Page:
Consumer contracts for credit: Private law in socio-econo-historical context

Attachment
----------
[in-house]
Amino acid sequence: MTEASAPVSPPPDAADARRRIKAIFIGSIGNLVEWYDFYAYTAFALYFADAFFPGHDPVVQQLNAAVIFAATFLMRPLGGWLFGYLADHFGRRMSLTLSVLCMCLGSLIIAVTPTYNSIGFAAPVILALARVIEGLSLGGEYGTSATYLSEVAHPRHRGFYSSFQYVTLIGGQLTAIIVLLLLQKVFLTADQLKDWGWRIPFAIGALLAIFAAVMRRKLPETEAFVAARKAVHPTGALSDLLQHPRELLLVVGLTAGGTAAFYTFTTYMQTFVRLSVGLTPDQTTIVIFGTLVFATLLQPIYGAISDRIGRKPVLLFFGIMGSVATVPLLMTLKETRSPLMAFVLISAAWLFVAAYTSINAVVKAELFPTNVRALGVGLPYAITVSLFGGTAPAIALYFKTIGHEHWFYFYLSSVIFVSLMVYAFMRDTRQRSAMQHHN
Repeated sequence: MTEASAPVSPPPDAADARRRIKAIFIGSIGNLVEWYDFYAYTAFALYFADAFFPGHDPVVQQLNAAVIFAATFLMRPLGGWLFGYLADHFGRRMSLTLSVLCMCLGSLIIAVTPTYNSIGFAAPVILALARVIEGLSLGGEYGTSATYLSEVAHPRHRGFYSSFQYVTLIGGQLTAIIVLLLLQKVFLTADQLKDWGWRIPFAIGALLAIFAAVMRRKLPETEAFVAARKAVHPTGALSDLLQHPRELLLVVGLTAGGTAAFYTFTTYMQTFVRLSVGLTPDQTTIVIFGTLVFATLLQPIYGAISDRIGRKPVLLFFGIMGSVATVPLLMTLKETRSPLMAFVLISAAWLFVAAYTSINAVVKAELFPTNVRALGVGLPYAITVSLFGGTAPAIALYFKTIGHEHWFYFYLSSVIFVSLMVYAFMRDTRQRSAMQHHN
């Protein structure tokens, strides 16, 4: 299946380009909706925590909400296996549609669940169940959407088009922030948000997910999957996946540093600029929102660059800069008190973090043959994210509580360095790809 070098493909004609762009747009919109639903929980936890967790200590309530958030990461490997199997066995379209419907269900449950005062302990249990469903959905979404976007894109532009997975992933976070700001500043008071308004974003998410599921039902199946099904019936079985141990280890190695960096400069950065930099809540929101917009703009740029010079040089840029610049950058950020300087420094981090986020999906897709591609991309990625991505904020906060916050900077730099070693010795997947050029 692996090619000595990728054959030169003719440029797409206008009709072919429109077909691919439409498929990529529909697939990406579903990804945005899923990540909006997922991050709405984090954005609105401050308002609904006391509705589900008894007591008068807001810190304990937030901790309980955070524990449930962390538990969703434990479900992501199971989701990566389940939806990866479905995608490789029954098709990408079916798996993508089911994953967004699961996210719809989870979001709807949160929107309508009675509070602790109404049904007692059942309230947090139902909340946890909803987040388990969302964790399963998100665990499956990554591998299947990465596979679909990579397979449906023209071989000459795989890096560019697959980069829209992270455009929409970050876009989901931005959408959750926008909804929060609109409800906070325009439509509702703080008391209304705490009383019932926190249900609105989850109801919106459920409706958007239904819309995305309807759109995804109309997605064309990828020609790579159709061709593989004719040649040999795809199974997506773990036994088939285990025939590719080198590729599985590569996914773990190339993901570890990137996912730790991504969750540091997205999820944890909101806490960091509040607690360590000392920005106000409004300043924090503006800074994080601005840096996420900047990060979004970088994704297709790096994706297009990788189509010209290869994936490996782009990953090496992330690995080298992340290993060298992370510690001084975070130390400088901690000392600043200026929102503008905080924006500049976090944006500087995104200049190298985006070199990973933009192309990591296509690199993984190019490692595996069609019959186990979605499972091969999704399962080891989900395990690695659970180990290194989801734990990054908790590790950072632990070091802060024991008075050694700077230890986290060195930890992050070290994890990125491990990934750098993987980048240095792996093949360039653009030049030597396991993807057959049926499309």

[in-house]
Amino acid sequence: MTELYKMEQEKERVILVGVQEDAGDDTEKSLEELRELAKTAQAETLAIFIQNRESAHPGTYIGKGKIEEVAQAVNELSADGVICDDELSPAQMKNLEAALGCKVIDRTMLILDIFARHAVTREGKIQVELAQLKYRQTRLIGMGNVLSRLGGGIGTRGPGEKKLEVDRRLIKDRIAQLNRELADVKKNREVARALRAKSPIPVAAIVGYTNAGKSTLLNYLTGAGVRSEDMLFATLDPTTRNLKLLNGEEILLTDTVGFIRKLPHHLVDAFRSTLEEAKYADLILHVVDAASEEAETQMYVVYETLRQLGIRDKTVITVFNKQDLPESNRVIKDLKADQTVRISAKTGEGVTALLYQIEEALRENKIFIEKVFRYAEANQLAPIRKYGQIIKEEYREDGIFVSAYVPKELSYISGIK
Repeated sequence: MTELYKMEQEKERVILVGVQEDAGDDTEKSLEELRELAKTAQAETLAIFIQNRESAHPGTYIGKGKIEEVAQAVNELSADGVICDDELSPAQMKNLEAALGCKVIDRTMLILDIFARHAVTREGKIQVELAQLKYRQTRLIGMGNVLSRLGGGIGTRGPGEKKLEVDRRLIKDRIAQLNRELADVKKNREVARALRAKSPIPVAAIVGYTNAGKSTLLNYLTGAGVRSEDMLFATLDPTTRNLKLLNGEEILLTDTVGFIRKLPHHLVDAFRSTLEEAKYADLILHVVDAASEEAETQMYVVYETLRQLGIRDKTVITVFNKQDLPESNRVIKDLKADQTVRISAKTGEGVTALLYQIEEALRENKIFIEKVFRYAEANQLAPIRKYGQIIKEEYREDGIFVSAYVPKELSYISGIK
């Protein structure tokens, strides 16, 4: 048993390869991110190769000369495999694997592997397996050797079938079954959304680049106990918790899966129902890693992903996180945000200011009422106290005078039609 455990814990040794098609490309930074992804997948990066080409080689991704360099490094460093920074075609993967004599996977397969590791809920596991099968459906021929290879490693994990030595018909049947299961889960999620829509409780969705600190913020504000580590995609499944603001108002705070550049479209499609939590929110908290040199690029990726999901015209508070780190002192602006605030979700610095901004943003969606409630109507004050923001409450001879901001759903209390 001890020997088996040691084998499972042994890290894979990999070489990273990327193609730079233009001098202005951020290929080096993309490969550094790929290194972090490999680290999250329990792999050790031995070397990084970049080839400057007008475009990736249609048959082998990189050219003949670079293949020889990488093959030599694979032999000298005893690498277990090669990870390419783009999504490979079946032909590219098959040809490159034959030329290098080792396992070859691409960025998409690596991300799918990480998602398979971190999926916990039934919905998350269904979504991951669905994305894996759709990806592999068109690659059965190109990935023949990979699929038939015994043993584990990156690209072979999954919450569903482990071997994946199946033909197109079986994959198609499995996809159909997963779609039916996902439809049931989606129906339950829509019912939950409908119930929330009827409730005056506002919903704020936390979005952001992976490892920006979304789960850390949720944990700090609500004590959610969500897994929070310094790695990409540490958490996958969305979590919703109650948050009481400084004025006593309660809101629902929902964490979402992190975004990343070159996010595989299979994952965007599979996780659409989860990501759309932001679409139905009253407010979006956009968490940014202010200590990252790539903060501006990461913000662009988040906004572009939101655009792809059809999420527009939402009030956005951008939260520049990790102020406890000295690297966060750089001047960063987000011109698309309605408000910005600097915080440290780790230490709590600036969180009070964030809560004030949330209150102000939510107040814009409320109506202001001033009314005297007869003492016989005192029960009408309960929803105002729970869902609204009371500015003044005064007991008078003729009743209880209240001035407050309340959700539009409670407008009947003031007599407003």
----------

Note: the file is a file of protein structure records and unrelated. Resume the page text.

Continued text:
My project has two components. The first is a history of the reception of credit cards in Canadian law in the late 1960s. The second is a work of private theory, in which I explore the relevance of this history for contract theory. My aim is to consider the institution of contract holistically, as a hybrid of both common law rules and specialized regulation. Whether one believes credit cards are a boon or a pernicious form of exploitation, it is undeniable they have affected, if not completely transmuted, our relationship to money and debt. Credit cards are, at their core, an agreement with a provider; but when these contracts began appearing in Canada a number of protective rules were put in place. These rules shaped the institution and paved the way to the total integration of credit cards into our lives. They also responded to specific social and economic concerns and served to balance the ambition of freedom of contract with the realities of standard forms and a concern for fairness and equality. Most importantly for my purposes, they are relevant to the institution of contract. Regulation is rarely seen as being internal to contract law; but it affects most of the contracts ordinary Canadians agree to. Theories of contract are, for the most part, theories of justice: they consider whether certain uses of state power are appropriate and can ground coherent critiques of state action. Only they cannot play this role if they only consider contract at its most conceptual. Some contracts – like credit card agreements – form the basis of social changes that go far beyond the relationship between a consumer and an issuer. They deserve the same level of scrutiny as foundational concepts of contract; only, this require attentiveness to the socio-econo-historical.